Crystal Fincher: [00:01:11] Excited to share space with you also. So I just want to start off by asking - what motivated you to run for office again, number one, and to run for this position?

Nikkita Oliver: [00:01:22] I will say it was a really challenging decision. Our first run in 2017, I think was a huge community grassroots effort. It was dynamic and transformative, and provided a really dynamic platform for continuing to grow community organizing. And I think that is what excites me most about what we're doing in 2021 - and even what we've seen in 2020 - is just the opportunity to build the strength of community, continue to organize with community, bring more voices to the table, especially communities that have been most impacted by systemic oppression. Or maybe even just get rid of the table and expand the ways in which we have dialogue and conversation. I think being in the COVID pandemic and the crises that we've faced has really pushed us to think more creatively about how we organize, what does community care and collaboration look like, where does mutual aid fit into the work that we're doing? And honestly, mutual aid being very foundational to so many movements in the work that's happened in the years prior to 2020.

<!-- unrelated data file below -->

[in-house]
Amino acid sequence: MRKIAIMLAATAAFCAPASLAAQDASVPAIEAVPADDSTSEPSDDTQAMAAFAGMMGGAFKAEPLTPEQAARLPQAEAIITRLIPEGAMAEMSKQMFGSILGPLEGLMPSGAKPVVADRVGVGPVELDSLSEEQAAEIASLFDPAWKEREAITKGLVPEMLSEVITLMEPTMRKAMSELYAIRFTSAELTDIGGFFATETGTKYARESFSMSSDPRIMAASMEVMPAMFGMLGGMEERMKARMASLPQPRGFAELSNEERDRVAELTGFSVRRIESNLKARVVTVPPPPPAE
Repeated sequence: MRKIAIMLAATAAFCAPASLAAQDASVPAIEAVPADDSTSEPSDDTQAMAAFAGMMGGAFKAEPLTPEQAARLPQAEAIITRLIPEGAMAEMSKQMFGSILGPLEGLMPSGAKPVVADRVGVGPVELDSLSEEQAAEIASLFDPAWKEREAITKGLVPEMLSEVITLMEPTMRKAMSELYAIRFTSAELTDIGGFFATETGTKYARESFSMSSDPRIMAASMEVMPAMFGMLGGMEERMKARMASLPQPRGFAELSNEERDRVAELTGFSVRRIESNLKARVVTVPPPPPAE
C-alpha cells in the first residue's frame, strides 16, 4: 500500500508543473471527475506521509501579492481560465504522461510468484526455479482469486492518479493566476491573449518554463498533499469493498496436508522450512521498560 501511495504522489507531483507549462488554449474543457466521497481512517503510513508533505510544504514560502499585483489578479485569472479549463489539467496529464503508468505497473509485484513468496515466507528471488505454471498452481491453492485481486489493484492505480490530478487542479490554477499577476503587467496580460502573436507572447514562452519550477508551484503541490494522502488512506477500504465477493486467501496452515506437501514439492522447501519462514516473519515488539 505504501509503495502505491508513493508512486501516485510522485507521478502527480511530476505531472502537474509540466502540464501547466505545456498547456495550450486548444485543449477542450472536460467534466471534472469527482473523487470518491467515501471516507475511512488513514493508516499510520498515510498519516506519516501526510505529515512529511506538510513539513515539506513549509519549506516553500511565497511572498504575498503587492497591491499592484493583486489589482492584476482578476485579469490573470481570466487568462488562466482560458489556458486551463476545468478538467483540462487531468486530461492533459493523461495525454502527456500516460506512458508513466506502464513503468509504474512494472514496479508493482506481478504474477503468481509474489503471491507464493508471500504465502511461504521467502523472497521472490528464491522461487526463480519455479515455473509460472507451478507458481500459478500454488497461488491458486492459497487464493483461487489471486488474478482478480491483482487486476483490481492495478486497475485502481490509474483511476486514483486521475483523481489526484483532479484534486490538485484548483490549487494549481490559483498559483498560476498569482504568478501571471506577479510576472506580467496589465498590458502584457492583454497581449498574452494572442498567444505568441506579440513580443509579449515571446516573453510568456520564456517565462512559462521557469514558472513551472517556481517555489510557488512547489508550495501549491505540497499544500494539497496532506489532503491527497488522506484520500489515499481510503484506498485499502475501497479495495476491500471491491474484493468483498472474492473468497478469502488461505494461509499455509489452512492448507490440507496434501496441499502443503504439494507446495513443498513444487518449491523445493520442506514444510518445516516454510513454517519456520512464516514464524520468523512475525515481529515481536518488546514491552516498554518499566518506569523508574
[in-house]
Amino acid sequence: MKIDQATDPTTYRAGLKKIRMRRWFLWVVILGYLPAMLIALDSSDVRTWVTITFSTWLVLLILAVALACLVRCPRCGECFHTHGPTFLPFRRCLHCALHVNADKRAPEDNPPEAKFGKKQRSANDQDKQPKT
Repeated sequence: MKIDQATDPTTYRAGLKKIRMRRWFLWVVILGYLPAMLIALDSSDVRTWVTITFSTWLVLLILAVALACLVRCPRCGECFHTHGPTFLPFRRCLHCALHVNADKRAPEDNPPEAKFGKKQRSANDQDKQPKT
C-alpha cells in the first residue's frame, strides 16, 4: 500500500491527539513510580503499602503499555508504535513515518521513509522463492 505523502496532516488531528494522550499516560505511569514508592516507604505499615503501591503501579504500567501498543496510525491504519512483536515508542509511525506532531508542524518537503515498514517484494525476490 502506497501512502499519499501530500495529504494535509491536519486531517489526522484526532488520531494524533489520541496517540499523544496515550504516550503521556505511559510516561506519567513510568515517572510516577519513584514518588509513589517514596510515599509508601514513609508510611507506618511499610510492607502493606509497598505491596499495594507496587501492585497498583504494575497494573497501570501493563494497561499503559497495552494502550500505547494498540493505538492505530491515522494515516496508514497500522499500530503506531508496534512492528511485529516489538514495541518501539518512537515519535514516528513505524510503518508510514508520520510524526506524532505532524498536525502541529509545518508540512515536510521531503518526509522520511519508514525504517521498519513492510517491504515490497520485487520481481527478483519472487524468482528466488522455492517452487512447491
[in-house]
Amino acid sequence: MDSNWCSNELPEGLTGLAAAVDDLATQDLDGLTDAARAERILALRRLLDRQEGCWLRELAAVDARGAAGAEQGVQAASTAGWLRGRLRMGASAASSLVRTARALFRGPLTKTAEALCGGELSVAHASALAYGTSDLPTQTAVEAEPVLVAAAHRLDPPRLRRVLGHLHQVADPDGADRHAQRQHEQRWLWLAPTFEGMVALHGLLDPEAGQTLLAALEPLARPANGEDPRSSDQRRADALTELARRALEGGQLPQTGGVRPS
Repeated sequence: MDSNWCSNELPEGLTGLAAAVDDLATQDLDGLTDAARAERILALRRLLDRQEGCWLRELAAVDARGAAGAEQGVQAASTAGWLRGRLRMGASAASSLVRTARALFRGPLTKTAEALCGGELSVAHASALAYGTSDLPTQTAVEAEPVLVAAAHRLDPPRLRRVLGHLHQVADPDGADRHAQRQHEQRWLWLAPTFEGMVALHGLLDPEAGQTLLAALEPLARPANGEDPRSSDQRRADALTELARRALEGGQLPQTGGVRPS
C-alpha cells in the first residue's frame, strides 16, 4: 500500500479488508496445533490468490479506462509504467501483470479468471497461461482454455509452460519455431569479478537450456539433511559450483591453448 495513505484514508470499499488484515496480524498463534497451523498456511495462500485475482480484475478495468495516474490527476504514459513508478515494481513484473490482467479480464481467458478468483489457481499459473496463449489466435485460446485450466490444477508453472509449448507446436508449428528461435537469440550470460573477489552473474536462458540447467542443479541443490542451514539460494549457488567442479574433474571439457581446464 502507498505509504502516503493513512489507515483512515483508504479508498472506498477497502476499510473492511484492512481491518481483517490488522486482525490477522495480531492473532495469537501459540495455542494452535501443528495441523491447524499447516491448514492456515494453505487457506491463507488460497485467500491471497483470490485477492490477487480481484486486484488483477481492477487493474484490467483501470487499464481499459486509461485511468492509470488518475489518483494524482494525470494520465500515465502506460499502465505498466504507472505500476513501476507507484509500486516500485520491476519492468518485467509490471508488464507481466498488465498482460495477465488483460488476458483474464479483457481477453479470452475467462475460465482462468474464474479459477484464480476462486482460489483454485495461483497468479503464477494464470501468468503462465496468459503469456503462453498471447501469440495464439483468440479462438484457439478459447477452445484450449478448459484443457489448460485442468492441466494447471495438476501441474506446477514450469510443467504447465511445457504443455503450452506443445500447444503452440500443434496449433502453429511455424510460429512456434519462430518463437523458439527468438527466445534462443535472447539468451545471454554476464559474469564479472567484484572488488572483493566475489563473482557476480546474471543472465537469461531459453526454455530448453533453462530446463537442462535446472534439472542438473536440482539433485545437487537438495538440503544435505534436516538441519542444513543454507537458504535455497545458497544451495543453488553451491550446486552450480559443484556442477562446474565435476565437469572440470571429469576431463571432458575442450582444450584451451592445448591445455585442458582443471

And so as we approached 2021, I knew pretty clearly that running for mayor was not what I wanted to do, though there was some community requests for me to consider that. I just thought very deeply about the really powerful racial justice uprising and the Black Lives Matter movement, and the intersections of that with labor organizing especially amidst this COVID-19 crisis - whether or not that executive office was the best place for someone who has my values and the platform that the community has built together. And so I was actually pretty squarely ready to sit out of the election and continue doing community organizing work and building mutual aid, but community members started to bring really important arguments and ideas and possibilities.